Advanced Embedded Linux C and Posix Programming
Duration: 5 Days
The C programming language is over 40 years old. It is a testament to the genius of the gifted researchers at Bell Labs who developed it that it is still very widely used. C programming is a mainstay of embedded systems programming. In an age where traditional analog systems have. laregely, been replaced by digital systems capable of capturing and processing analog inputs digitally and controlling analog outputs digitally knowing how to program in C is an essential skill. The genius of C is that it is both a high level programming language, and yet, one that is very close to assembler. The aim of an advanced C programming course is to provide an overview of more advanced C programming techniques. These include coverage of dynamic data structures and algorithms such as linked lists and binary trees, the implementation and use of circular buffers and simple memory management systems as well as the use of state machine based approaches to areas such as protocol implementation and multi-tasking.
Course Prerequisites and Target Audience
A sound basic knowledge of C, preferably in the context of embedded systems application development is assumed, to the level covered e.g. in the Introduction to Embedded Linux C programming course.
The course emphasises the implementation of disciplined and well structured code and the design of modules with clean interfaces. Topics include:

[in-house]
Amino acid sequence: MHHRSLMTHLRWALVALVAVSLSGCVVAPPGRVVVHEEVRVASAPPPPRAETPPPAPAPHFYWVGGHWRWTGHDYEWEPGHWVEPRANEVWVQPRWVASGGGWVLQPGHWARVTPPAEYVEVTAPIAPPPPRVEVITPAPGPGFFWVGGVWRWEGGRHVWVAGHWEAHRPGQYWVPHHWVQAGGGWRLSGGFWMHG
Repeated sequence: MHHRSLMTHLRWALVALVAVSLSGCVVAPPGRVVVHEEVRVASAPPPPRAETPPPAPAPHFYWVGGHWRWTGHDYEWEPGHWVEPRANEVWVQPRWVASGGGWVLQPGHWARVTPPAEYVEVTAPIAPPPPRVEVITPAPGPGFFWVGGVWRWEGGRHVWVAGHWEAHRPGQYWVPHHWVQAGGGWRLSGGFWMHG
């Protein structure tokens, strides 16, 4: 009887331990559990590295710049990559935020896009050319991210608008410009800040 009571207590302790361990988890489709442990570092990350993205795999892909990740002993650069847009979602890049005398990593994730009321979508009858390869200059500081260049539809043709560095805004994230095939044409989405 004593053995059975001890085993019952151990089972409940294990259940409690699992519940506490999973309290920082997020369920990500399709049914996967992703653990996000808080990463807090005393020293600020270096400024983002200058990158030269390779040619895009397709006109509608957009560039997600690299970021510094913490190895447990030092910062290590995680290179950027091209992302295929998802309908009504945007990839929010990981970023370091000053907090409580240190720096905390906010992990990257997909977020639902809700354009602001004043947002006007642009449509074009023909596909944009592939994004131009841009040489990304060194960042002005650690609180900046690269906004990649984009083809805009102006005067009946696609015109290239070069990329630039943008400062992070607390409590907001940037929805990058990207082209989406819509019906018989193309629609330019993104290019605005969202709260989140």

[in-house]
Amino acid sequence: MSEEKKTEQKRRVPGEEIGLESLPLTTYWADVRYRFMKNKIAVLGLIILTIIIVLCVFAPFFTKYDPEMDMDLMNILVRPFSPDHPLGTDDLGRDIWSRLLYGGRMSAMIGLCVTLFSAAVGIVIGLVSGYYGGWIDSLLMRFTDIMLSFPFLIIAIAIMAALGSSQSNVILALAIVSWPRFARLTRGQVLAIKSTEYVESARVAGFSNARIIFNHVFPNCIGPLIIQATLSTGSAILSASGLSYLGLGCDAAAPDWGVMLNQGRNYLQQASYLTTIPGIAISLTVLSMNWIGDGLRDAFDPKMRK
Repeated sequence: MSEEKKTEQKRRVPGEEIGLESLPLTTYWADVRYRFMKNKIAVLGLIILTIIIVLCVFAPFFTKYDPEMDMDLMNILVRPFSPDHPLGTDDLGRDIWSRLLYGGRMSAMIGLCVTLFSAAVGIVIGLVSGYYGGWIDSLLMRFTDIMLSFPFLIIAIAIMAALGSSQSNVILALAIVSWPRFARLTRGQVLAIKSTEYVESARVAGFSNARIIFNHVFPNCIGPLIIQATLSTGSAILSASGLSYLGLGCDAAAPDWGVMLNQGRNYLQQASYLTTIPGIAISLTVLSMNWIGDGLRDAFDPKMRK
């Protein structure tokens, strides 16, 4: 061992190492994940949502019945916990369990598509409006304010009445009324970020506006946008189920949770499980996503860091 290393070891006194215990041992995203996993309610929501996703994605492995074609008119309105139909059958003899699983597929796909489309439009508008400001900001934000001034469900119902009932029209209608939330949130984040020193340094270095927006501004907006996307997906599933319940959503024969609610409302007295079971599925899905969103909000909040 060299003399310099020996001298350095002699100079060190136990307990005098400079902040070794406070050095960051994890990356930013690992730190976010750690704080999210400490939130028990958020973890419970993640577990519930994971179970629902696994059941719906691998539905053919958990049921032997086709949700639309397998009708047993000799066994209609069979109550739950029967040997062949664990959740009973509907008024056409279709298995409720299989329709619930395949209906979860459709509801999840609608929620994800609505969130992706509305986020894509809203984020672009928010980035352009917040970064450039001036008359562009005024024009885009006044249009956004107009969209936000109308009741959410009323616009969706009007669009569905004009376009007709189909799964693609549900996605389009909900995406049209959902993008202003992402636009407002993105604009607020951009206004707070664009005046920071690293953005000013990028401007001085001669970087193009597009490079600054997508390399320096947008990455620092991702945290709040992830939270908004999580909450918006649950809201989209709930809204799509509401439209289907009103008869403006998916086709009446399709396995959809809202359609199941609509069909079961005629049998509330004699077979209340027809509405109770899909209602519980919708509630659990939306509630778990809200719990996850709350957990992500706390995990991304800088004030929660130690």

- Advanced use of dynamic data structures and algorithms for manipulating them.
- Structured interrupt handling
- Implementation of simple schedulers and operating systems
- Working with embedded operating systems
- Understanding standard techniques for inter-process communication, and their uses.
- Finite state machines, statecharts, and their uses
- Advanced algorithms and research-oriented approaches
Lab exercises are used to consolidate key concepts.
The course uses PC workstation and Embedded Linux systems as a platform for hands-on work. The course also covers basic multi-tasking techniques using state machine driven scheduling approaches and simple timer interrupt driven deterministic scheduling techniques. The course uses the Eclipse IDE and the GNU C compiler.
Students successfully completing this course will have a sound understanding of C and Posix API programming. You will understand the basic C data types, arrays and pointers.
You will have a good appreciation of data structures and their uses, and the use of pointers to data structures and arrays of data structures.
You'll learn how to use arrays to implement circular buffers and how to use them, and how to use arrays to implement stacks, and the uses of software stacks.
You will also be introduced to basic techniques of memory management and programming with dynamic data structures - and to circular buffers and stacks and linked lists. You'll also learn techniques multi-tasking and multi-thread programming and inter-task / inter-thread communication patterns.